Greece, Varoufakis and the danger to the European ideal

I recommend this profile of Yanis Varoufakis by Ian Parker in the New Yorker. Parker clearly spent some time shadowing Varoufakis, yet the portrait that emerges is not wholly flattering (but not wholly disparaging either). Parker adroitly uses the personality of Varoufakis as a device to tell the dismal story of Greece’s debt debacle, although – typically – there has been way too much attention on the man rather than the detail of the issue. In the vast amount of reporting on the crisis, it has been remarkably difficult to divine actual details of the deals on the table. You get some of this in the article as well as Varoufakis’s indiscreet descriptions of meetings with the Eurogroup or Obama. He’s right to be indiscreet. There is far too much secrecy about meetings like this, where the very future of Greece, the Euro and the EU, is often determined.

A broader analysis of the crisis requires this detail. But the lack of it hasn’t stopped commentators from the right and left finding reflections of their own prejudices, from Chris Hedges on the left claiming the crisis as consonant with the crisis of global capitalism (which though similar in some respects, it is not). On the right (and left), there’s been both nasty anti-German prejudice and sneering at Syriza (Walter Russell Mead called Varoufakis “a Marxist clown” which he is not, as you can read for yourself) as well as patronizing reports about Greece’s corrupt and irresponsible ways (which are all, entirely, the fault of previous governments, not the current one). National essentialism/racism lives on and those who indulge in it, including Pablo Iglesias of Podemos who does not stint in his insults of Berlin, should be ashamed.

There’s a lot at play in the Greece crisis. But it is above all a crisis of the EU structure, and in particular the inadequate design of the euro currency itself where the only tool to deal with poorly performing and indebted economies is vicious austerity. With exchange rate adjustment impossible, the invidious choice of bailout or austerity comprise the only options on the table. I agree with Krugman and the IMF that massive debt forgiveness is the only way out of this mess because there is simply no way that Greece can pay its debts, let alone prosper, without it. But advocates of this approach often fail to realize why Schäuble et al take the hard line. It is much less about petty “balancing the books” budgetary housekeeping (and let’s throw in an anti-German jibe at this point), than about several factors which are not so easily dismissed, including the credibility and thus future of the euro itself, but also the knock-on effect of debt forgiveness where it is taxpayers not only in Germany but also in the – much poorer – Czech Republic or Hungary who end up footing the bill. The former, if not the latter, is in fact a noble cause. Schäuble is deeply pro-European, a politician of the Kohl era who believes that without the binding economic (and now monetary) ties of the EU, war may once again stalk the continent. These motivations demand respect, even if they do not justify the ultimate policy.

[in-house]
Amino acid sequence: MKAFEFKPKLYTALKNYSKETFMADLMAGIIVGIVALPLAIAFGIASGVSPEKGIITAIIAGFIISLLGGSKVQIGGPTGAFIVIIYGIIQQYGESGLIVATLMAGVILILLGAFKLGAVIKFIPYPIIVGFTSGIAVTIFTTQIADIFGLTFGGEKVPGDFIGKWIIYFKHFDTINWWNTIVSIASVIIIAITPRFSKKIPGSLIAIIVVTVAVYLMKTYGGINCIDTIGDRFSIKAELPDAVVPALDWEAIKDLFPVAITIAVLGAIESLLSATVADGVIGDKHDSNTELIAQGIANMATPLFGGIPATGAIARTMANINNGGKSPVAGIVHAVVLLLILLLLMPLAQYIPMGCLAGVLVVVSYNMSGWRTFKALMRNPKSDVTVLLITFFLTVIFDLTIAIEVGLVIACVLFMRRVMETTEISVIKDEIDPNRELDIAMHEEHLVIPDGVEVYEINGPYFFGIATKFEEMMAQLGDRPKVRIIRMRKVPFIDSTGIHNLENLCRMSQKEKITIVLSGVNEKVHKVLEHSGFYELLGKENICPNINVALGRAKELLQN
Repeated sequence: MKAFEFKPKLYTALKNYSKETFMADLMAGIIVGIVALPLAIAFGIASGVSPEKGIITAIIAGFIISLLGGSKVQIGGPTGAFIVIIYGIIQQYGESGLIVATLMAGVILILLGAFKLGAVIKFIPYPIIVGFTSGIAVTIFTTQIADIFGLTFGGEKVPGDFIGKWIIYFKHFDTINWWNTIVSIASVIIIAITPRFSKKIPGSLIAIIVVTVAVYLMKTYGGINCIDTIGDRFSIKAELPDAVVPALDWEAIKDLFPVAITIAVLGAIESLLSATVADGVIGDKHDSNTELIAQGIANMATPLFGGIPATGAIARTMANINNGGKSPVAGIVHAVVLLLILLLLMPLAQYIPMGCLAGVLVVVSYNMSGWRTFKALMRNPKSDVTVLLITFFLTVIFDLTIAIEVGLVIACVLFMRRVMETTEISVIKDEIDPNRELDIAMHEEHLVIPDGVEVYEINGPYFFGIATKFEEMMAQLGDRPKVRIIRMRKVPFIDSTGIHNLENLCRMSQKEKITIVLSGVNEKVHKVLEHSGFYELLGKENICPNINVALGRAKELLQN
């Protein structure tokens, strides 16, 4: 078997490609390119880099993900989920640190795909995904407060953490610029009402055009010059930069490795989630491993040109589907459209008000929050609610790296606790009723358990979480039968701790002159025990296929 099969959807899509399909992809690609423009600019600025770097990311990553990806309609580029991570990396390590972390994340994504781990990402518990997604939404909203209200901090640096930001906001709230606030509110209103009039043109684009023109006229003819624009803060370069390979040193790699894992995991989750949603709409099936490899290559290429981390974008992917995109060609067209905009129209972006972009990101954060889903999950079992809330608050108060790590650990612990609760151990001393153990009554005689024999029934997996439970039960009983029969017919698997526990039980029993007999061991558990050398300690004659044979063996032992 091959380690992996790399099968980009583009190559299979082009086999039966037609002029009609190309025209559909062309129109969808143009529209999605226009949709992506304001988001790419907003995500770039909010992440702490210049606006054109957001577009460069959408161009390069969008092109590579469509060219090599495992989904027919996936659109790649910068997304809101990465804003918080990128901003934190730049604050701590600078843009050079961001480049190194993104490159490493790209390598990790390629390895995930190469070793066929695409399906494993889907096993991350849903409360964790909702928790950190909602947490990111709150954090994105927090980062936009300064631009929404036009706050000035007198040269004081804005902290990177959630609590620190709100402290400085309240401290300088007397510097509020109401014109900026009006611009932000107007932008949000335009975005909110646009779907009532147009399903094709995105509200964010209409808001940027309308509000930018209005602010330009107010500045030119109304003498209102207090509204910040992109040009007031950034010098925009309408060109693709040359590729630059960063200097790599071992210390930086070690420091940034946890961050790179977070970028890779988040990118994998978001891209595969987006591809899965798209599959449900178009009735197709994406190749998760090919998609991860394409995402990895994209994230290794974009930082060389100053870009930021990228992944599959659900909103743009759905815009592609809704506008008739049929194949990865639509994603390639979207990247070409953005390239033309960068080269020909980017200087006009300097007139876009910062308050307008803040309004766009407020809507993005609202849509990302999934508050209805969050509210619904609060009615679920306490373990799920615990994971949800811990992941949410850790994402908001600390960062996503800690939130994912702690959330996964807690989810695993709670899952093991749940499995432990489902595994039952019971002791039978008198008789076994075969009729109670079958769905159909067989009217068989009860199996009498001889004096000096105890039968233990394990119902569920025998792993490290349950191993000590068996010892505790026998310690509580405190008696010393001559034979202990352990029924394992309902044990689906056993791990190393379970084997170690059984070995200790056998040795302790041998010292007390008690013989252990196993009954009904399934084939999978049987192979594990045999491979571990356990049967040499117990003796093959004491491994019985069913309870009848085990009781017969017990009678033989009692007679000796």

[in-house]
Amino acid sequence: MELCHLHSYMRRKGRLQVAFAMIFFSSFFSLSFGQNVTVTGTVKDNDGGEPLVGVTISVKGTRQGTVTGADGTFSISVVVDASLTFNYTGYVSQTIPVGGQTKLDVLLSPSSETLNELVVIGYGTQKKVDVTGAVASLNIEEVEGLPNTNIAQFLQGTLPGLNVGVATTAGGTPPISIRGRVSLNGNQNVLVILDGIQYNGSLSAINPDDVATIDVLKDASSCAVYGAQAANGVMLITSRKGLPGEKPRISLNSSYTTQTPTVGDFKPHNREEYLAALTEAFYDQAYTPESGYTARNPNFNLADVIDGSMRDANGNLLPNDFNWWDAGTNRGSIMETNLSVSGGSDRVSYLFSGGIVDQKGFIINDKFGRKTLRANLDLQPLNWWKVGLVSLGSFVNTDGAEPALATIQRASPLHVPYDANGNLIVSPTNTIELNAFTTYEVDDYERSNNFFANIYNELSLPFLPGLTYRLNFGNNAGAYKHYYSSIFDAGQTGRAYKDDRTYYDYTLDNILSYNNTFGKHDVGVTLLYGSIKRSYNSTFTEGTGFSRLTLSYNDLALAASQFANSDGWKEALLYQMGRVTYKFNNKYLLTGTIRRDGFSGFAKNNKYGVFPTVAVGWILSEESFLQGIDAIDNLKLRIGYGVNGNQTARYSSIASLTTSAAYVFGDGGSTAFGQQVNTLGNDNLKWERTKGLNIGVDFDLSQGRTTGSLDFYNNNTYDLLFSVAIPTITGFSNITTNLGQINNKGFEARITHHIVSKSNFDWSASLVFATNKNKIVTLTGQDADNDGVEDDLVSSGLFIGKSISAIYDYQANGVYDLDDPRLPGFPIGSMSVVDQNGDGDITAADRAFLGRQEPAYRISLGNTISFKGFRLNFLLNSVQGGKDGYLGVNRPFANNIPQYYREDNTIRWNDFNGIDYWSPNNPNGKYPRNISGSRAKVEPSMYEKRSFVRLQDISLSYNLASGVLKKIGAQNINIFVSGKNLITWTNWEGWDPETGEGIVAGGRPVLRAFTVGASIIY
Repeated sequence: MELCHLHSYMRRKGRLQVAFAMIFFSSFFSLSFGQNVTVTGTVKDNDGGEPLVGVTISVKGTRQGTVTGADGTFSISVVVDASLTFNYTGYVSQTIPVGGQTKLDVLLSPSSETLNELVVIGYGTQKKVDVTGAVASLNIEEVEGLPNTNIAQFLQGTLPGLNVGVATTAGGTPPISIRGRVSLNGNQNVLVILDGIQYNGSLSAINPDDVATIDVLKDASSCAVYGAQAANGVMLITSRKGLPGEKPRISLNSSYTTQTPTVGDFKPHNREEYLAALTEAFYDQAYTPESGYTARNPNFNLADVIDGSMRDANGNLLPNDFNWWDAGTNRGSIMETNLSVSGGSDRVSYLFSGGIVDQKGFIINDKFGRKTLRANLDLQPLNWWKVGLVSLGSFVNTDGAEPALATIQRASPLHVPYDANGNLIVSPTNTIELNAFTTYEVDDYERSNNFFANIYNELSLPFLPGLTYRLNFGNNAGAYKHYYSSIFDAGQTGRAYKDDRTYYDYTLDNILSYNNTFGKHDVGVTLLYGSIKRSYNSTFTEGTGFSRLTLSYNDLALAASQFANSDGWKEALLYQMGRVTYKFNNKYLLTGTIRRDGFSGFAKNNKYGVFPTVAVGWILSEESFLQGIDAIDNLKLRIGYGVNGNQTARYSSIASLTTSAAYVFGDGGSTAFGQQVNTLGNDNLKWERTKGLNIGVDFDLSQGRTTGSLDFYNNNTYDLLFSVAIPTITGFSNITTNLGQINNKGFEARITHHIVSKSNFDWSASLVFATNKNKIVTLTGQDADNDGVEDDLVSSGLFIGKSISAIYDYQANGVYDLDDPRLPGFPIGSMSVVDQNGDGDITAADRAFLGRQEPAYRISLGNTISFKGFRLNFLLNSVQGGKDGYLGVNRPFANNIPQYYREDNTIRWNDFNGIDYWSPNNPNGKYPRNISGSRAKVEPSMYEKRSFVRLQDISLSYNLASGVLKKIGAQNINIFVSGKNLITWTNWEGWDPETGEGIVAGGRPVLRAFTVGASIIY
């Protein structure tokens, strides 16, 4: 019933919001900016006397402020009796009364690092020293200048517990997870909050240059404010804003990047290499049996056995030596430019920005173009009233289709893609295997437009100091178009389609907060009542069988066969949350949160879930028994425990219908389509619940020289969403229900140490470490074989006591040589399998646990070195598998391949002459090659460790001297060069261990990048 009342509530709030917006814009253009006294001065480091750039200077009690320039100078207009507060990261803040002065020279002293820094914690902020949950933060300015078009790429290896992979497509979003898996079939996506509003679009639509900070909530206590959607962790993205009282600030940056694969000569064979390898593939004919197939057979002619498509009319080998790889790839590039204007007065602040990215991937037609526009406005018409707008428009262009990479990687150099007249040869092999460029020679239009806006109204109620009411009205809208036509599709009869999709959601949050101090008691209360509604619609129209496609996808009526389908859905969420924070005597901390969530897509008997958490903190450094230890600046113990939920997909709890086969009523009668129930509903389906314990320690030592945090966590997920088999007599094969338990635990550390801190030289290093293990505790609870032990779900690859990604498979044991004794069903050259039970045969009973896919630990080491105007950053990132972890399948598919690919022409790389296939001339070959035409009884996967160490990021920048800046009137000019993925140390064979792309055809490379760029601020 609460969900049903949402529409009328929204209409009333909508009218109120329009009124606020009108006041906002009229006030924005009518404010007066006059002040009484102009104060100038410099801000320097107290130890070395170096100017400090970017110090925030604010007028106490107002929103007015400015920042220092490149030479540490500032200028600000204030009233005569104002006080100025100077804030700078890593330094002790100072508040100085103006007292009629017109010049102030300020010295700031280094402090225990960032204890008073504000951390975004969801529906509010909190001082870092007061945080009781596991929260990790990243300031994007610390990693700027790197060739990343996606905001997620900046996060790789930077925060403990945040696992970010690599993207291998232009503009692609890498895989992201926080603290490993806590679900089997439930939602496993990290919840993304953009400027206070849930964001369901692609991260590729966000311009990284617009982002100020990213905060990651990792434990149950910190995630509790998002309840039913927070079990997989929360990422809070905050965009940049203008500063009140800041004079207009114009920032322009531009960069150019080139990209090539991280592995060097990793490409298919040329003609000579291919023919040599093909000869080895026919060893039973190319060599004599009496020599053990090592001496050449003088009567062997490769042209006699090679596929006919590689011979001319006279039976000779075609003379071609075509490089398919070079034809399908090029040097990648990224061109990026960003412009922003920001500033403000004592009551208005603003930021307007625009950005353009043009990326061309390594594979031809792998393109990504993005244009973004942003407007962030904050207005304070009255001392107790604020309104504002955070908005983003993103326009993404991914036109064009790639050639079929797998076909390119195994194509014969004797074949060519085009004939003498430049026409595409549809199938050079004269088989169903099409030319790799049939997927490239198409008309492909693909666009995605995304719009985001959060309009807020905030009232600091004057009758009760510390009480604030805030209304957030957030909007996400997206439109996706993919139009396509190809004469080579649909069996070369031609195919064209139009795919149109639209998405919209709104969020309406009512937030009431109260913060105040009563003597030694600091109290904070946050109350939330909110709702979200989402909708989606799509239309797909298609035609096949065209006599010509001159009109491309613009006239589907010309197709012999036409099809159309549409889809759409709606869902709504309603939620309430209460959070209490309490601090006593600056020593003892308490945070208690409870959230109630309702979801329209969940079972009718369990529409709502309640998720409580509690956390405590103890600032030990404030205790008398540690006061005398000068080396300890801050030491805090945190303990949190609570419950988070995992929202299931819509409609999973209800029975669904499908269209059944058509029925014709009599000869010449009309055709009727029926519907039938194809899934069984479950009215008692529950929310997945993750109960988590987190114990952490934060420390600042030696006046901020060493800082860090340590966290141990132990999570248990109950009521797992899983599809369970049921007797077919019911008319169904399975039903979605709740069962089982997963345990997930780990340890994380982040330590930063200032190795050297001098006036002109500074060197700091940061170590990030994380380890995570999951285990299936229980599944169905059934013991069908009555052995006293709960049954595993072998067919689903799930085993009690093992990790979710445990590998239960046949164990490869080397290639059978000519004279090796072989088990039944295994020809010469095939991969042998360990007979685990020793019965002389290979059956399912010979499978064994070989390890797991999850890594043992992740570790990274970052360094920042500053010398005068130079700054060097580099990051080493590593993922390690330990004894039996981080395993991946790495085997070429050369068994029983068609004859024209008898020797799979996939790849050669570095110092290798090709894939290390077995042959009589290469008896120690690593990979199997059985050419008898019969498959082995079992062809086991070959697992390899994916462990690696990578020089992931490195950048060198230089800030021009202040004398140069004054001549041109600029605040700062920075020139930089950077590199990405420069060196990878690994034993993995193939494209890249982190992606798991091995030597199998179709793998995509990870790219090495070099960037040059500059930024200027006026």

Where does this all end up? The Greece-Eurogroup deals so far will only prolong the agony for Greece and the EU. Greece will not be able to pay its debts or sustain the grievous austerity it is already suffering. People come first and the suffering in Greece is intolerable. What comes across most in Parker’s profile is the incredible, appalling lack of imagination of the officials concerned who seemed locked into the thoughtless binary choice I have explained. This is just not good enough. What might work? Restructuring Greece’s debt to push off repayment into the far future and reduce interest rates to their market levels – ie near zero – is really the only good option. But there are multiple ways to achieve this. I like Varoufakis’s aggression and candour, even if I think his negotiating technique is terrible. We need more of that. We need more transparency and creativity. It is horribly clear that the government of the EU (for this is effectively what the Eurogroup is) is grossly untransparent and, frankly, undemocratic. That has to change if the virtuous ideals of the grand European project are to survive. And I don’t mean more powers for the equally ghastly European Parliament. I mean a much more profound transformation where the ideals are transferred from elites, like Merkel, Schäuble and indeed Tsipras, to the people. At the moment, the people, in Greece, Germany and beyond, are rejecting those ideals because of crises like these, and that is a worrying thing indeed.

How Yanis Varoufakis took on Europe—and failed.
newyorker.com|By Ian Parker
This entry was posted in Uncategorized by carne. Bookmark the permalink.

Comments are closed.